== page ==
Welcome to Varied Expressions of Worship

Welcome to Varied Expressions of Worship

This blog will be written from an orthodox Christian point of view. There may be some topic that is out of bounds, but at present I don't know what it will be. Politics is a part of life. Theology and philosophy are disciplines that we all participate in even if we don't think so. The Bible has a lot to say about economics. How about self defense? Is war ethical? Think of all the things that someone tells you we should not touch and let's give it a try. Everything that is a part of life should be an expression of worship.

Keep it courteous and be kind to those less blessed than you, but by all means don't worry about agreeing. We learn more when we get backed into a corner.

Tuesday, May 22, 2012

Opus 2012-104, Monday Pulpit: The Innovative Service

Sunday the pastor put on an innovative service.  He had a local songwriter sing a number of his works interspersed with pastoral comments and scripture.  I had my typical reaction:  Ho, hum.  It was not a problem with them.  The pastor does a good job.  It was his idea to get the other guy to sing, not the ego of the musician.  As home grown music writers go he was above average.  The problem is in me:  I come to worship, not to experiment. 

I know that pastors have this need to be creative.  They are told that contemporary worship requires innovation.  To that I will do a little proof-texting:
(Proverbs 24:21 KJV)  My son, fear thou the LORD and the king: and meddle not with them that are given to change:
For me worship involves finding ways to focus on the person and works of God in His three persons.  I want to praise, hear, grow.  I don’t want to be entertained.  I don’t want to be surprised, except by the Holy Spirit touching a spot I was covering up.

Innovation drives people away.  Have you ever been to a Brazilian Barbeque.  They are awesome places to eat.  A multitude of waiters are walking around with swords and skewered on the swords are an endless variety of meats that have been prepared in the kitchen.  They will come up to you and offer you some.  I would always ask what it was and, depending on how adventuresome I was feeling, say “yes” or “no.”   Innovative worship is like being required to eat whatever they bring around.  Most people would not come back.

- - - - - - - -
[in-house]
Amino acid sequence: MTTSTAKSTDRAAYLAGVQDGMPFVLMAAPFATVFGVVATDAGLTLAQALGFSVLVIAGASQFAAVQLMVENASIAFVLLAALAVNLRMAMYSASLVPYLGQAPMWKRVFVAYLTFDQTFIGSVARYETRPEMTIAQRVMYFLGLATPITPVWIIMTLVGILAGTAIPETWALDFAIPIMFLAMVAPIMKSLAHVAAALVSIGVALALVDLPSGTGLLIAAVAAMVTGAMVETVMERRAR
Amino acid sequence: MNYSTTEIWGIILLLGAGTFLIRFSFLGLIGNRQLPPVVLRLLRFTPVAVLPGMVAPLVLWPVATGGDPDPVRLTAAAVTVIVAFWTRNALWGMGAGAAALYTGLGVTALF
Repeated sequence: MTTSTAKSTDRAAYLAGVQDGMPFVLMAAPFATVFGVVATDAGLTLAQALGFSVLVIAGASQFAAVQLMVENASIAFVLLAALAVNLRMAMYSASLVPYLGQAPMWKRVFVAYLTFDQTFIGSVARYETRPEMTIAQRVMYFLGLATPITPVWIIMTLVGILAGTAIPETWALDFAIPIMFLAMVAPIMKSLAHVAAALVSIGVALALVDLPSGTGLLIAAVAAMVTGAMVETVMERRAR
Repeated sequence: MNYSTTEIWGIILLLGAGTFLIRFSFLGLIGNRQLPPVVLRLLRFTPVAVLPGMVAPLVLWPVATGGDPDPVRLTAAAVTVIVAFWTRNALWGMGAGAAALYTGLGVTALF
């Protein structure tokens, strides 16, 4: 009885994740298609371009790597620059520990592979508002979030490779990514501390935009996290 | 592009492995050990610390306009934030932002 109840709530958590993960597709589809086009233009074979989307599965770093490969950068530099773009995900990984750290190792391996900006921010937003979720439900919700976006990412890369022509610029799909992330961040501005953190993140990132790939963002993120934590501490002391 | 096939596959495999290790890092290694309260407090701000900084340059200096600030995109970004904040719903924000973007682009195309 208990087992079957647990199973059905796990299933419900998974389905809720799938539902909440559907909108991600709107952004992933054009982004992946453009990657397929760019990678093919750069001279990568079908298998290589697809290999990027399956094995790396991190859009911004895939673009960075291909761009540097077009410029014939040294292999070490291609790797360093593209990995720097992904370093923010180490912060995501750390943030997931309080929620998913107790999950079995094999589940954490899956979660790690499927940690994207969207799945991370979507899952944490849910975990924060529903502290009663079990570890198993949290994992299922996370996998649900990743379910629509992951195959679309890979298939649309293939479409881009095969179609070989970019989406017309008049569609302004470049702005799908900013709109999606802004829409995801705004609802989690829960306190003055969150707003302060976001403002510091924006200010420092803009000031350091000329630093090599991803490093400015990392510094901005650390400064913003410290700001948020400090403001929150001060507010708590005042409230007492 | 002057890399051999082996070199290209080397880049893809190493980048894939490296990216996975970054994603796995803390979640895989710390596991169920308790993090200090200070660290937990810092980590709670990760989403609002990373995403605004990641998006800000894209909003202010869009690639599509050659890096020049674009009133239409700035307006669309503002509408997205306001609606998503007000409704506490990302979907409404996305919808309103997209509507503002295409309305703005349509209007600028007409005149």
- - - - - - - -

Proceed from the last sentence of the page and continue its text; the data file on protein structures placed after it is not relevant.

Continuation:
Or suppose you go to a place that has a world class salad bar.  Innovative worship is like sending your tofu-and-bean-sprout, crazy uncle to the salad bar for you.  It would only require one trip to decide to do it different next time.

Or picture the church pot luck that would stand out as one of the highlights of your culinary journey.  Imagine that you were required to sample every third dish with no variation.  I might leave and head for the golden arches.

So if you are a pastor, you might want to back off on the innovation.  If you have a say in worship you might go with the recipe that makes a restaurant stand the test of time:  Great food in a pleasant environment with the innovation on the daily special list, not the only game in town.  People looking for innovation tend to come once.  People looking for good food come back if they find it.

homo unius libri

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Comments are welcome. Feel free to agree or disagree but keep it clean, courteous and short. I heard some shorthand on a podcast: TLDR, Too long, didn't read.